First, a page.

Tuesday, January 27, 2004

A Dynasty… Just Like The Medicis, but Tactless

Kevin Phillips used to really piss me off. Back in the 1990’s he’d get on NPR or some talking-heads show to excoriate Bill Clinton and the Democrats like all the other pompous and smug right-wingers – Bill Bennett, George F. Will, William Kristol, et al – and he did it with a professorial and studied manner of condescension that made me want to just slap him.

But in the last few years Phillips has had a come-to-Jesus conversion and has turned his wrath on Bush, and not just George W. In his new book American Dynasty: Aristocracy, Fortune and the Politics of Deceit in the House of Bush, he takes it all the way back to before the start of the 20th century to include the partnership between George H. Walker and Samuel Bush and up through the business career of Senator Prescott Bush, father of George H.W. Bush, all the way to the present day. Joan Walsh in Salon.com takes a look at it.

Phillips … has written a dark, sprawling, provocative, sometimes almost paranoid book — which is not to say that its most troubling conjectures can’t be true. He assembles a wide array of evidence to show how, over four generations, the Walker-Bush clan has been on the front line of the rise of the military-industrial-intelligence complex, the ever-growing national security state that its fourth-generation heir just happens to run today, like his father before him. Various Walkers and Bushes have popped up, like patrician Forrest Gumps, in hot spots all over the globe in the last century — pre- and post-revolution Russia, pre- and post-Hitler Germany, in Cuba before and during the Castro regime, and of course everywhere in the Middle East. (The Bush family has been loosely involved with Iraq, Phillips shows, since George Walker joined Averell Harriman’s efforts to rebuild the Baku oil fields in the Soviet Caucasus, a few hundred miles north of Iraq, against the wishes of the U.S. government.) (more)

It’s rather troubling; the more so because, as Phillips notes, the current president has become a beacon for the apocalyptic side of the Christian Right:

“American Dynasty” makes you realize, if you hadn’t already, why Bush is the ideal Christian-right president. He fits the Fundamentalist Project’s criteria for the type of person who’s attracted to this rigid brand of Christianity: He was a rootless (albeit wealthy) ne’er-do-well who couldn’t quite find his way in business, fought a drinking problem and then turned his life around, with the help of Billy Graham, when he adopted a fundamentalist approach to Christianity. He was almost literally saved by Jesus, and where fundamentalists and Southerners never trusted his father, they embrace George W. as one of them. He repays them with coded biblical imagery in his speeches, from his constant references to “evil” to his public reliance on the power of prayer, plus a Middle East policy that seems tailor-made to Christian right “end times” dogma.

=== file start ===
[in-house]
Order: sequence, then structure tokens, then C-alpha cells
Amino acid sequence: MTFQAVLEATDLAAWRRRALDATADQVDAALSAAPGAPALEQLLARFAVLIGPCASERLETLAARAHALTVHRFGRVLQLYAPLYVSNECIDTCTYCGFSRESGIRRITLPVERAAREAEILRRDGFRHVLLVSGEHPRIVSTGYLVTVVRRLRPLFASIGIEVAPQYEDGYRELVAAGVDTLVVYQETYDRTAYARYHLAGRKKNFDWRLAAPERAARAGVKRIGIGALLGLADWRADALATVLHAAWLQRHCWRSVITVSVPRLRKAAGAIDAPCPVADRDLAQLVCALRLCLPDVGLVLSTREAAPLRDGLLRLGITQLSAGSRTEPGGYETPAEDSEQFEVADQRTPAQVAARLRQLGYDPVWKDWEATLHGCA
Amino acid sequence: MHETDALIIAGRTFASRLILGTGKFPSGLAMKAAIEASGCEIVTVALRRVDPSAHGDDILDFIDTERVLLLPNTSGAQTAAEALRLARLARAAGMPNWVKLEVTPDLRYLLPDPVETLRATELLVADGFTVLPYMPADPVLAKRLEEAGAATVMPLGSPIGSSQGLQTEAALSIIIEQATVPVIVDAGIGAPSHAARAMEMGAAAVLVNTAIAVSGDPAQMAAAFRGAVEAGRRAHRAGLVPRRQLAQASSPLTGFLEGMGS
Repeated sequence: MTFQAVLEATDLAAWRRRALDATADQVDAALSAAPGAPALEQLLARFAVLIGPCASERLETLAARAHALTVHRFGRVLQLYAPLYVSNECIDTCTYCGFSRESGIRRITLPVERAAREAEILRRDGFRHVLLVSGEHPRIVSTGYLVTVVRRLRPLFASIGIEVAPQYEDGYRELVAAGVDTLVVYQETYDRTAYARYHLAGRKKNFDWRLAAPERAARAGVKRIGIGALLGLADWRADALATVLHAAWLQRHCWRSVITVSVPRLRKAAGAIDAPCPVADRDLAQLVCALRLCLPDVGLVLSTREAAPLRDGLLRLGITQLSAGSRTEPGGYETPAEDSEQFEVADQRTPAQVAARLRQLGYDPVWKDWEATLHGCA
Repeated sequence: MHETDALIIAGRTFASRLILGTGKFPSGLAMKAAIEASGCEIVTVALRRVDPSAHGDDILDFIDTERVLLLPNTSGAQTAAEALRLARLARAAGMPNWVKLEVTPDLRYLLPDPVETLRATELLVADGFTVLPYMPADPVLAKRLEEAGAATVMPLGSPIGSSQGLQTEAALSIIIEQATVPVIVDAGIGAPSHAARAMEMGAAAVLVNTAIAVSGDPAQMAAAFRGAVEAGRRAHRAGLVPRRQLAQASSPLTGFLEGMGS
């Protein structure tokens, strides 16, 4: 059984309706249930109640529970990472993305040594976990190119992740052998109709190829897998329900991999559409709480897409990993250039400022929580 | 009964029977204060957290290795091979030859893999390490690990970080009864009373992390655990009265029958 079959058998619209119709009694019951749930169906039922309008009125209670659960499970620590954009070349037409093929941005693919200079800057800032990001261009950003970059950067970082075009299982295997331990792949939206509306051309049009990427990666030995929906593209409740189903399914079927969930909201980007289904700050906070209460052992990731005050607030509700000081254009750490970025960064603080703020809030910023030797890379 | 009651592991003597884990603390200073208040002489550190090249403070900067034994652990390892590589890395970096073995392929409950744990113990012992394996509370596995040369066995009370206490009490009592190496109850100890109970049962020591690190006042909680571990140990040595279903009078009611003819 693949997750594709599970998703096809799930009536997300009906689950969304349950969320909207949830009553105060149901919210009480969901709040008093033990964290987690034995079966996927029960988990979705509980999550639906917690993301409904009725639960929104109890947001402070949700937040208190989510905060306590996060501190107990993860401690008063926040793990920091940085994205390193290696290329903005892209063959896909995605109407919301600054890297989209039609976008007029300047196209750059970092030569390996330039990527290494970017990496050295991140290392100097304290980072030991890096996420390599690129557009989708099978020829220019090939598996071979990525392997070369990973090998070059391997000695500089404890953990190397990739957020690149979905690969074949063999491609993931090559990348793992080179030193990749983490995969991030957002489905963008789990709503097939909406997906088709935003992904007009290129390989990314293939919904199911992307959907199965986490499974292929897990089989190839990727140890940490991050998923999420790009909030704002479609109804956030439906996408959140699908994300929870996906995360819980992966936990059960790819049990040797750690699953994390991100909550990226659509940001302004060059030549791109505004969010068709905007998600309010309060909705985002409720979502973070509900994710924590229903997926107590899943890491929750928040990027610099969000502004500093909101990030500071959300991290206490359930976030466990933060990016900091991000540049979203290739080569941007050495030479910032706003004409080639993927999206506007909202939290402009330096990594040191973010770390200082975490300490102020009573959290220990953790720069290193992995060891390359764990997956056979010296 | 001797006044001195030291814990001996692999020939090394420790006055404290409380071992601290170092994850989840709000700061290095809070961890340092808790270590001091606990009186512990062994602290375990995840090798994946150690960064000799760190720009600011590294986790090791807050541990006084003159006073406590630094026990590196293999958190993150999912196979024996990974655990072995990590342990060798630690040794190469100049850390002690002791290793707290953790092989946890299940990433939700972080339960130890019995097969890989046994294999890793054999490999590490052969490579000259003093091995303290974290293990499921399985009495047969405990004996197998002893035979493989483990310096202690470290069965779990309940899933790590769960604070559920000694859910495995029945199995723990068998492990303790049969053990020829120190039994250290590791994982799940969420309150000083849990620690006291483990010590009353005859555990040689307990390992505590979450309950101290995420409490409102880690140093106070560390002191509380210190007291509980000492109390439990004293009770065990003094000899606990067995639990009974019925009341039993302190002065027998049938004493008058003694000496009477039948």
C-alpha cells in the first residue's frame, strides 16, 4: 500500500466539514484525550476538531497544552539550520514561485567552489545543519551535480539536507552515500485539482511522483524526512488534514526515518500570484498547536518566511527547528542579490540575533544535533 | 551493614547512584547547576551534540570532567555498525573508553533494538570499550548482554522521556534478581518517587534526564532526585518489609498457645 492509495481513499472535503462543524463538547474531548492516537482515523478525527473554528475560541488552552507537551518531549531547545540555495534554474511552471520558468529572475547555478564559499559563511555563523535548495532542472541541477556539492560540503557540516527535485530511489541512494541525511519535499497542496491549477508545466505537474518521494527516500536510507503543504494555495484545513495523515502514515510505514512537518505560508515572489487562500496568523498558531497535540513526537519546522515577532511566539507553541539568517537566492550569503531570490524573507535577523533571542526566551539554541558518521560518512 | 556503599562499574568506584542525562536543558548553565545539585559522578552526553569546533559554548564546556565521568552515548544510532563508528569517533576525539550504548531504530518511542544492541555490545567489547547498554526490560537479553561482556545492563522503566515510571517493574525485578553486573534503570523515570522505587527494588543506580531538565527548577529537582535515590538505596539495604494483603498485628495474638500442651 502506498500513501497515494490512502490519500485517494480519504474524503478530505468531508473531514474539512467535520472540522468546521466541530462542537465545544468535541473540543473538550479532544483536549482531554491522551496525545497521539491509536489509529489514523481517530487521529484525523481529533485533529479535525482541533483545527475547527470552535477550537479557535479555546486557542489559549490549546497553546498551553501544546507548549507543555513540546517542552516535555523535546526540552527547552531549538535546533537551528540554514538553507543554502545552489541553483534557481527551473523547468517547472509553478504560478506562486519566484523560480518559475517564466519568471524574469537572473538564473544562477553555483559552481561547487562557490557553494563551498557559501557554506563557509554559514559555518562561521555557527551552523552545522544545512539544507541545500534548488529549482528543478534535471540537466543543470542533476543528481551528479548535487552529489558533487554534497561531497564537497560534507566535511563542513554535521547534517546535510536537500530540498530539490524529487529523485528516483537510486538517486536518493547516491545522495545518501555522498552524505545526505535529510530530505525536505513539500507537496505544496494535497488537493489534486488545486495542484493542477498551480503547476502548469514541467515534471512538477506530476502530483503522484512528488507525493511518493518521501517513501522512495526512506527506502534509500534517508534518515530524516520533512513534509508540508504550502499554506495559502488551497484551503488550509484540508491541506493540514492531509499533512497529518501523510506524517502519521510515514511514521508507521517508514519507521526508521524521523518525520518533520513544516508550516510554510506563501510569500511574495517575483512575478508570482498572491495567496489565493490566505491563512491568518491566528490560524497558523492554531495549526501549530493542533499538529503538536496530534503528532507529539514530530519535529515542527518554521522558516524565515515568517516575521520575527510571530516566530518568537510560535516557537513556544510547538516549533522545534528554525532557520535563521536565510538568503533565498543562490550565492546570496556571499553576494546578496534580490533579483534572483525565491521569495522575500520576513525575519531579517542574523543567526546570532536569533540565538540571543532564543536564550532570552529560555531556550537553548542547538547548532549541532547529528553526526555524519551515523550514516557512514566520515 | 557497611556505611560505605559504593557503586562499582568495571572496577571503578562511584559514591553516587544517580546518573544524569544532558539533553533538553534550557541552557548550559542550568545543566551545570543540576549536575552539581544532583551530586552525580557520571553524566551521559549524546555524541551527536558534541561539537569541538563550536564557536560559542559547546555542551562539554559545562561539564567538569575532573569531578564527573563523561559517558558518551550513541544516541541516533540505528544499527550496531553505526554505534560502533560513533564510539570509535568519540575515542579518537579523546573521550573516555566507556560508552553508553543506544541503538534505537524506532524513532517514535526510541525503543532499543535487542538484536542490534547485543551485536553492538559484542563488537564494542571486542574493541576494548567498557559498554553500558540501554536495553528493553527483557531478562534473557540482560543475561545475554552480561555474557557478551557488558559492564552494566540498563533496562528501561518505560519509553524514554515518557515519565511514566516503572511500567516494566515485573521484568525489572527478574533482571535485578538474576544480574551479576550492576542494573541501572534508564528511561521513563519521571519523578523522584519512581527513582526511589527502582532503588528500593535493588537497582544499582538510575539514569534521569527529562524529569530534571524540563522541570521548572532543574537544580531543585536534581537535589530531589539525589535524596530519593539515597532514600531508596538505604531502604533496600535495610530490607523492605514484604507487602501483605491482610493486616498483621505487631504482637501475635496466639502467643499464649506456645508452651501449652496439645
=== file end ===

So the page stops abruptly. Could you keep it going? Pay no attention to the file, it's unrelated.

There’s more, including a nod to the tinfoil hat side with the allegations – largely unproven – that Prescott Bush actively supported the Nazis; that Skull and Bones was actively involved in the Bay of Pigs, and that George H.W. Bush was a CIA “asset” working with anti-Castro Cubans (that one doesn’t pass the laugh test).

What is most interesting is how Phillips became so disillusioned with such a white-bread Republican family. He discusses that here, including some advice for the Democrats, plus some other rather startling conclusions as well (remember the “October surprise” of 1980).

The bestseller lists are full of books that take turns slamming one side or the other – Al Franken and Michael Moore, Ann Coulter and Bill O’Reilly – but this is from the man that wrote The Emerging Republican Majority in 1969 might just have what it takes to make America finally take notice of who’s in charge here.

[Update: I orginally titled this post A Dynasty…Just Like the Corleones, but that was inaccurate; the Corleones were fictional.